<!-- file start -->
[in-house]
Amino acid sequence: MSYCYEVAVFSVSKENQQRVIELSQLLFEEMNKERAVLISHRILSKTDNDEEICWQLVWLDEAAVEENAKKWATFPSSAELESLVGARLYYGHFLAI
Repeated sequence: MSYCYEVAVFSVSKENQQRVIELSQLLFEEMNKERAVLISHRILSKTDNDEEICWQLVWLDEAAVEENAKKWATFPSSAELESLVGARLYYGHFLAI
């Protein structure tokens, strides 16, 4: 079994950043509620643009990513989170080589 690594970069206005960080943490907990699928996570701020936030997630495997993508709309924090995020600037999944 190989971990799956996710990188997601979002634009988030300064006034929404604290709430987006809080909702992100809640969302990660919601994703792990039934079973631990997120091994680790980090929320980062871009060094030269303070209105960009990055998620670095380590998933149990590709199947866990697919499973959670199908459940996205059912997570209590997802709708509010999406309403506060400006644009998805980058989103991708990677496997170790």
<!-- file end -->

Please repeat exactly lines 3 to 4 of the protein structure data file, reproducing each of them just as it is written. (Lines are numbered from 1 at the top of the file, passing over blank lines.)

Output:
Repeated sequence: MSYCYEVAVFSVSKENQQRVIELSQLLFEEMNKERAVLISHRILSKTDNDEEICWQLVWLDEAAVEENAKKWATFPSSAELESLVGARLYYGHFLAI
């Protein structure tokens, strides 16, 4: 079994950043509620643009990513989170080589 690594970069206005960080943490907990699928996570701020936030997630495997993508709309924090995020600037999944 190989971990799956996710990188997601979002634009988030300064006034929404604290709430987006809080909702992100809640969302990660919601994703792990039934079973631990997120091994680790980090929320980062871009060094030269303070209105960009990055998620670095380590998933149990590709199947866990697919499973959670199908459940996205059912997570209590997802709708509010999406309403506060400006644009998805980058989103991708990677496997170790």